Munitionettes

Munitions workers played a crucial role in the First World War. They supplied the troops at the front with the armaments and equipment they needed to fight. 

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Following a shortage of shells in 1915, the Ministry of Munitions was founded to control Britain's output of war material. 

 

A number of new initiatives were soon introduced to improve production levels. One of these was an appeal to women to register for war service work. Thousands of women volunteered as a result, and many of these were soon employed in the growing number of munitions factories across the country. By the end of the war, over 700,000 – and possibly up to one million – women had become ‘munitionettes’. The Royal Arsenal at Woolwich, was the largest munitions factory in the country.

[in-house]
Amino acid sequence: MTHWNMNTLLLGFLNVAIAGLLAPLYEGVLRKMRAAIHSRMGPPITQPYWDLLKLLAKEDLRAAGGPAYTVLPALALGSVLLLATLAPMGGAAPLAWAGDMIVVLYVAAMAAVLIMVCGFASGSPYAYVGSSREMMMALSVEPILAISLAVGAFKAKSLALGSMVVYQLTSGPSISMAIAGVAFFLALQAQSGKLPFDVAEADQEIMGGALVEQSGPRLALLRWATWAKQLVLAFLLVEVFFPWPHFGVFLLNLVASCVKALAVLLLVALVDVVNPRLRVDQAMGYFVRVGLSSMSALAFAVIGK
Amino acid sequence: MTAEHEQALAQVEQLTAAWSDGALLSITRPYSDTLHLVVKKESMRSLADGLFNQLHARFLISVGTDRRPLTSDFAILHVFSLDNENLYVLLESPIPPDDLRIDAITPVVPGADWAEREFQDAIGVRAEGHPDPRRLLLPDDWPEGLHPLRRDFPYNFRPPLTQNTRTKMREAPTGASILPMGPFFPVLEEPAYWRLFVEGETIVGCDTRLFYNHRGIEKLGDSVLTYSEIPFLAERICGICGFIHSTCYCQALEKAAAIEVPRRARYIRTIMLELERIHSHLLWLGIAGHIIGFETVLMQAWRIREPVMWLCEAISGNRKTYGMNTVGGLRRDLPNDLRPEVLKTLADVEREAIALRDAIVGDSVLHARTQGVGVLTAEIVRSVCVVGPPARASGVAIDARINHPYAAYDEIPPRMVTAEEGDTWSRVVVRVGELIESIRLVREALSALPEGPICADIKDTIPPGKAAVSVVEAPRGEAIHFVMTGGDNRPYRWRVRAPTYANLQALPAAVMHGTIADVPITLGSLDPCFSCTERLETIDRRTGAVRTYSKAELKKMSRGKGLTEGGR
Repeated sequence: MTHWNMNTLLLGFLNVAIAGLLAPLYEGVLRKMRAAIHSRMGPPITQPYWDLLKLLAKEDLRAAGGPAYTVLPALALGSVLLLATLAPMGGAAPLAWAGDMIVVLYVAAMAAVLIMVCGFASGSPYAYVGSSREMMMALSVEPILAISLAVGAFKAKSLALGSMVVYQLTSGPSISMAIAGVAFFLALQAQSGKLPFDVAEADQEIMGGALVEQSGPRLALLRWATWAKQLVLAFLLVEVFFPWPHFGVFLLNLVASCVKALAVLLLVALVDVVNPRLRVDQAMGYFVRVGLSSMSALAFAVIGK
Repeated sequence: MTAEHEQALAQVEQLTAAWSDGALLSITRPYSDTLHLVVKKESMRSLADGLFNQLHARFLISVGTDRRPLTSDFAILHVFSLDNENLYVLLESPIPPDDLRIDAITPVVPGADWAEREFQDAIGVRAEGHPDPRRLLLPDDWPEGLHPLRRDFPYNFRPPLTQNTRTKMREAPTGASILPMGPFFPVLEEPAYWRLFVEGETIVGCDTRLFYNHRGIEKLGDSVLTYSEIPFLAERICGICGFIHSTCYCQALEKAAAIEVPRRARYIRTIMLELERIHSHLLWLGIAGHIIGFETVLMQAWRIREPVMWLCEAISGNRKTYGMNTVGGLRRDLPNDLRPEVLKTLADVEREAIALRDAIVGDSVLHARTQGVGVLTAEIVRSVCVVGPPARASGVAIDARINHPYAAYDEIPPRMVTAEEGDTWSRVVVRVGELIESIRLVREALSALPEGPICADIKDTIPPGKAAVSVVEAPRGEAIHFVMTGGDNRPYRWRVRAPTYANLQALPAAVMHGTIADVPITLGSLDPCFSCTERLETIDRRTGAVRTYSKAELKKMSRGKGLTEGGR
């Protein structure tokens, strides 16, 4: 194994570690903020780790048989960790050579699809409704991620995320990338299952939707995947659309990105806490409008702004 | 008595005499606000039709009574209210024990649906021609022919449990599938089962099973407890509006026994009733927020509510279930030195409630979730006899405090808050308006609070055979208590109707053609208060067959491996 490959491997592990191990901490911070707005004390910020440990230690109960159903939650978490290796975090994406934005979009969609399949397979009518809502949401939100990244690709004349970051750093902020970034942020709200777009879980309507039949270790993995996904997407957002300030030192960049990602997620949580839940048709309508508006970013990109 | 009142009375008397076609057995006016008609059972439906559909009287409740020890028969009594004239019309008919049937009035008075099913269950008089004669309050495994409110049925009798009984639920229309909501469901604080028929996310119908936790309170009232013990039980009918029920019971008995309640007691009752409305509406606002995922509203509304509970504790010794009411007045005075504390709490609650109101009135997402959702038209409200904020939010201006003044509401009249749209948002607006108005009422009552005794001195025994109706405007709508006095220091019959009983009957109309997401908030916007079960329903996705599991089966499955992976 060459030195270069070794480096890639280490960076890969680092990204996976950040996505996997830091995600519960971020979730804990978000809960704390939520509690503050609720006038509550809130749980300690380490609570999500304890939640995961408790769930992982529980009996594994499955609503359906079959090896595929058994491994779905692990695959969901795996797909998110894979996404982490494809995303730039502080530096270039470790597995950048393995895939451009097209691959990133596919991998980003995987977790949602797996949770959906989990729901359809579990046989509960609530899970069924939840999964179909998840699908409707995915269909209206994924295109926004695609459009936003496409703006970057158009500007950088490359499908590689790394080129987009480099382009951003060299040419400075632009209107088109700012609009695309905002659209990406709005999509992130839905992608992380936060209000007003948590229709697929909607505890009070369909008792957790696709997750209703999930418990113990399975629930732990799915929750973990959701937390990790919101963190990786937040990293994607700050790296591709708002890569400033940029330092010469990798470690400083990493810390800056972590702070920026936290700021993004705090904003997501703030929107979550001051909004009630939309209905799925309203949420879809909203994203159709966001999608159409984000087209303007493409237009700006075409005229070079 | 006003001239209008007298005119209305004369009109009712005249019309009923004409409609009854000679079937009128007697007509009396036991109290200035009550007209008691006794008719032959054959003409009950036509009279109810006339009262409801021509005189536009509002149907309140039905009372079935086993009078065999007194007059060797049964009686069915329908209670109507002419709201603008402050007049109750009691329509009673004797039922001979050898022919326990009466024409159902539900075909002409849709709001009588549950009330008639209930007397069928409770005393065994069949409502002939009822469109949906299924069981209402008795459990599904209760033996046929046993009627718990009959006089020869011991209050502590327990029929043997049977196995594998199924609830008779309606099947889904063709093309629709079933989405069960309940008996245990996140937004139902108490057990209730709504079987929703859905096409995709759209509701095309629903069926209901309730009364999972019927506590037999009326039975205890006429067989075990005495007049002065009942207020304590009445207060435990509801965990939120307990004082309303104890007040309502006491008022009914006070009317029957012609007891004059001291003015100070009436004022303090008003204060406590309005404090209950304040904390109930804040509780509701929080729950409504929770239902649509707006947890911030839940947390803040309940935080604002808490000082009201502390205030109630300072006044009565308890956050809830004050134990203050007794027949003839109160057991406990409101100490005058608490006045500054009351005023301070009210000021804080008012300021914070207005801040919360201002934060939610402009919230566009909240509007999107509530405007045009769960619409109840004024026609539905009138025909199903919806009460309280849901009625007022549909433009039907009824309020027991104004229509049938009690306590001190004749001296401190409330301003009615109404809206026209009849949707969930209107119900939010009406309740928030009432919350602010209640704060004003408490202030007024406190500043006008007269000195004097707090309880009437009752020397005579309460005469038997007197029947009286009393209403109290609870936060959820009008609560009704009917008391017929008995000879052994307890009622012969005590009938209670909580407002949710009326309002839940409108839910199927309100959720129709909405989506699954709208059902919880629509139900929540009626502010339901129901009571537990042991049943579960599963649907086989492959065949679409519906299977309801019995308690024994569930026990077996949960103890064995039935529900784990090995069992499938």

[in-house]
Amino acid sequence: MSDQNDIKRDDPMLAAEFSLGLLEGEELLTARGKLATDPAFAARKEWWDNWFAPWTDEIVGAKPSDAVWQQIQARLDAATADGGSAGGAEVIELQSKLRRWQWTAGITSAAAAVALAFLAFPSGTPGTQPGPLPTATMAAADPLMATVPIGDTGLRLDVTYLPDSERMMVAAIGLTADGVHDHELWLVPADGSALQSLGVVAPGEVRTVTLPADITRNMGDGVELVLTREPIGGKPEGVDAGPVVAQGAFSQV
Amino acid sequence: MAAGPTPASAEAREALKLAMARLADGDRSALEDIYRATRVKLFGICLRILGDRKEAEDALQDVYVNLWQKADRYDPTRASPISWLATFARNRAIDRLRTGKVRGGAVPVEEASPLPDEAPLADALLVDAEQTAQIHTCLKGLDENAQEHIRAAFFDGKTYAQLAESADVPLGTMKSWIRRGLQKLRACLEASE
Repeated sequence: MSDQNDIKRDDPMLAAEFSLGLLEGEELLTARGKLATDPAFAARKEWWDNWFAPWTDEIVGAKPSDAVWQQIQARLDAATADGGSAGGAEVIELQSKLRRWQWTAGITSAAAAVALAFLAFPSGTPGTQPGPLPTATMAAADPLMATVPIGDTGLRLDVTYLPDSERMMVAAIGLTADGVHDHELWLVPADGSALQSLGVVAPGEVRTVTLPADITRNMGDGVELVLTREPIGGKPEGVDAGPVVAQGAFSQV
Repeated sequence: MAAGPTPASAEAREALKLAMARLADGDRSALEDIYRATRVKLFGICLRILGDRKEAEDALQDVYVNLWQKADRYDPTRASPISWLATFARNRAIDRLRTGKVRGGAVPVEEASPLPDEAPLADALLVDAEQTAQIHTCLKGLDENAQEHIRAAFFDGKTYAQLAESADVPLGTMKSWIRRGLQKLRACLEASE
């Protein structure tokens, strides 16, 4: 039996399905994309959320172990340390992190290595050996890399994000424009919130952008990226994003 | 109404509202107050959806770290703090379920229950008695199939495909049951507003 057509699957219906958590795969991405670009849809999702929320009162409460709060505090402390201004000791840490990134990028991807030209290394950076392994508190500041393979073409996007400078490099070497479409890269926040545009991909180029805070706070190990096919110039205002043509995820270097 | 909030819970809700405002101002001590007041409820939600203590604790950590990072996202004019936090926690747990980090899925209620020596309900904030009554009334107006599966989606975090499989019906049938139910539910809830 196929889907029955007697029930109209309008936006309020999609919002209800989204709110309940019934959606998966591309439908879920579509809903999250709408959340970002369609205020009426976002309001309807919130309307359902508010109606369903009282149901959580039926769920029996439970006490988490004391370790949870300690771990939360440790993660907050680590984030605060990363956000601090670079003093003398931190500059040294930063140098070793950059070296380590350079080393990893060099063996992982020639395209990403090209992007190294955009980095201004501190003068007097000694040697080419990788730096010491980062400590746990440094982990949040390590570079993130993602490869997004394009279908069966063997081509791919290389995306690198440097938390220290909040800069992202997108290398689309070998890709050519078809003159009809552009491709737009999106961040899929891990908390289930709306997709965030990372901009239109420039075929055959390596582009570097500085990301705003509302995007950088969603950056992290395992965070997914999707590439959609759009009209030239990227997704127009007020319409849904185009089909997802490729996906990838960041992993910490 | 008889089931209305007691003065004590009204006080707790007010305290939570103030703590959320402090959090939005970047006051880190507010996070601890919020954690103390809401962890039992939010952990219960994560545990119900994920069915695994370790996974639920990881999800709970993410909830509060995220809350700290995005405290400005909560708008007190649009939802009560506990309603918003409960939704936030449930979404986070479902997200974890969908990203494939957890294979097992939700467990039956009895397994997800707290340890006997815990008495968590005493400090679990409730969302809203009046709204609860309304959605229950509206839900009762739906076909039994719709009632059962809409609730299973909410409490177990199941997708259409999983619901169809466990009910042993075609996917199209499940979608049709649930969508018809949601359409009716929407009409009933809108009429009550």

The munitionettes worked long hours in often hazardous conditions. Many women suffered TNT poisoning, from their proximity to TNT (Trinitrotoluene), an explosive that turned the skin yellow. The munitions workers who were affected by this were commonly known as ‘canaries’ due to their bright yellow appearance.

 

Our beer, brewed with Brew Buddies brewery in Swanley, is a celebration of the 26,000 women, Canaries, who worked in Woolwich during the First World War. 

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